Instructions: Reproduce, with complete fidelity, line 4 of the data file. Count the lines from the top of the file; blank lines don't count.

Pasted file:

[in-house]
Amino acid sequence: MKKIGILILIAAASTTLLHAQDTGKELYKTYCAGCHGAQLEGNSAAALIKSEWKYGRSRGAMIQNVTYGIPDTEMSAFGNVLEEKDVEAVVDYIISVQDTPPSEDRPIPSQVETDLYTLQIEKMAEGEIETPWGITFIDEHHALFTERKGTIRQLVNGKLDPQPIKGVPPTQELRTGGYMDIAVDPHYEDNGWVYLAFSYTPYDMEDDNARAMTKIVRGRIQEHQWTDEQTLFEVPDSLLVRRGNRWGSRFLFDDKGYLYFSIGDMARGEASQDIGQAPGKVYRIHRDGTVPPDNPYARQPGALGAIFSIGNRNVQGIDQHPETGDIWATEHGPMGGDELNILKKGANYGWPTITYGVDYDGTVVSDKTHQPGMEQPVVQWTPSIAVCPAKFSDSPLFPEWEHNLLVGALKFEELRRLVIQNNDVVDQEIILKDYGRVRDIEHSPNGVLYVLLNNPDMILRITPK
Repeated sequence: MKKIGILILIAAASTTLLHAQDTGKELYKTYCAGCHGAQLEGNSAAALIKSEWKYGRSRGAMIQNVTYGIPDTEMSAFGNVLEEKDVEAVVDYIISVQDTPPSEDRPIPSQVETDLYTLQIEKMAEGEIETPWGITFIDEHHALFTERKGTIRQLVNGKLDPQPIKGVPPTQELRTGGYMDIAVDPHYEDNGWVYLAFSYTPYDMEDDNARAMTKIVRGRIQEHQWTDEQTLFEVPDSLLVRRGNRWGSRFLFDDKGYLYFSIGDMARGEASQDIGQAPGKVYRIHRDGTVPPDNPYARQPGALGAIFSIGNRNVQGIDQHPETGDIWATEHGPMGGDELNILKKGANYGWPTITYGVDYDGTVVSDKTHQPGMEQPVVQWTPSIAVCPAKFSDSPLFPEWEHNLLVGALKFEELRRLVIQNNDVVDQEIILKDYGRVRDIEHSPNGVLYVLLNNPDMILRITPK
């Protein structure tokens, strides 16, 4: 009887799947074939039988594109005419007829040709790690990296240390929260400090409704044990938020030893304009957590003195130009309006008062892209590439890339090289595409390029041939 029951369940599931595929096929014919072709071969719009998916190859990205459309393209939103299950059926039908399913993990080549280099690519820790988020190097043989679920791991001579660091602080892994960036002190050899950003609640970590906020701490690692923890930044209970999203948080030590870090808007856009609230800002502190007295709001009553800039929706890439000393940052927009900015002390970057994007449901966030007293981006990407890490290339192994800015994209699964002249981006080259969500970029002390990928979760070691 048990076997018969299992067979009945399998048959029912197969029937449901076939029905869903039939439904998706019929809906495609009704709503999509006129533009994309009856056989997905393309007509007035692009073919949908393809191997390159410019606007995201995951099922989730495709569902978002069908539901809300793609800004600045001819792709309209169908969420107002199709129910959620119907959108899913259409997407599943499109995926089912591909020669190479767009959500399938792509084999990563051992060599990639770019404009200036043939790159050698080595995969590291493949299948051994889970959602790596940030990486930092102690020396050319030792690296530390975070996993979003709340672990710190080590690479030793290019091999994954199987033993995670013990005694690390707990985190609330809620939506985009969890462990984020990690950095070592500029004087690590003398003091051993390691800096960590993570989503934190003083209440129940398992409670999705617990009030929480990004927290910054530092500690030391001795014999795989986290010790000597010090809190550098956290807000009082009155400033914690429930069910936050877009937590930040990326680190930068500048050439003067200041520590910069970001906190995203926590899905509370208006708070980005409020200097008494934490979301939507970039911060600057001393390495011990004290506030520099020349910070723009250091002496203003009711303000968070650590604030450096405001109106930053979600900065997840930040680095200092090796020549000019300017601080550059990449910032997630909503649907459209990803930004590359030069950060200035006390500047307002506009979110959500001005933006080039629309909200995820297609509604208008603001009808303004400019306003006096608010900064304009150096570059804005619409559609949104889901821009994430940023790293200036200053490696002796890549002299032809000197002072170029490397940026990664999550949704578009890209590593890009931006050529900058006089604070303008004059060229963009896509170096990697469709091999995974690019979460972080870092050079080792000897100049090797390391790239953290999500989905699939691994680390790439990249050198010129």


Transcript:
């Protein structure tokens, strides 16, 4: 009887799947074939039988594109005419007829040709790690990296240390929260400090409704044990938020030893304009957590003195130009309006008062892209590439890339090289595409390029041939 029951369940599931595929096929014919072709071969719009998916190859990205459309393209939103299950059926039908399913993990080549280099690519820790988020190097043989679920791991001579660091602080892994960036002190050899950003609640970590906020701490690692923890930044209970999203948080030590870090808007856009609230800002502190007295709001009553800039929706890439000393940052927009900015002390970057994007449901966030007293981006990407890490290339192994800015994209699964002249981006080259969500970029002390990928979760070691 048990076997018969299992067979009945399998048959029912197969029937449901076939029905869903039939439904998706019929809906495609009704709503999509006129533009994309009856056989997905393309007509007035692009073919949908393809191997390159410019606007995201995951099922989730495709569902978002069908539901809300793609800004600045001819792709309209169908969420107002199709129910959620119907959108899913259409997407599943499109995926089912591909020669190479767009959500399938792509084999990563051992060599990639770019404009200036043939790159050698080595995969590291493949299948051994889970959602790596940030990486930092102690020396050319030792690296530390975070996993979003709340672990710190080590690479030793290019091999994954199987033993995670013990005694690390707990985190609330809620939506985009969890462990984020990690950095070592500029004087690590003398003091051993390691800096960590993570989503934190003083209440129940398992409670999705617990009030929480990004927290910054530092500690030391001795014999795989986290010790000597010090809190550098956290807000009082009155400033914690429930069910936050877009937590930040990326680190930068500048050439003067200041520590910069970001906190995203926590899905509370208006708070980005409020200097008494934490979301939507970039911060600057001393390495011990004290506030520099020349910070723009250091002496203003009711303000968070650590604030450096405001109106930053979600900065997840930040680095200092090796020549000019300017601080550059990449910032997630909503649907459209990803930004590359030069950060200035006390500047307002506009979110959500001005933006080039629309909200995820297609509604208008603001009808303004400019306003006096608010900064304009150096570059804005619409559609949104889901821009994430940023790293200036200053490696002796890549002299032809000197002072170029490397940026990664999550949704578009890209590593890009931006050529900058006089604070303008004059060229963009896509170096990697469709091999995974690019979460972080870092050079080792000897100049090797390391790239953290999500989905699939691994680390790439990249050198010129």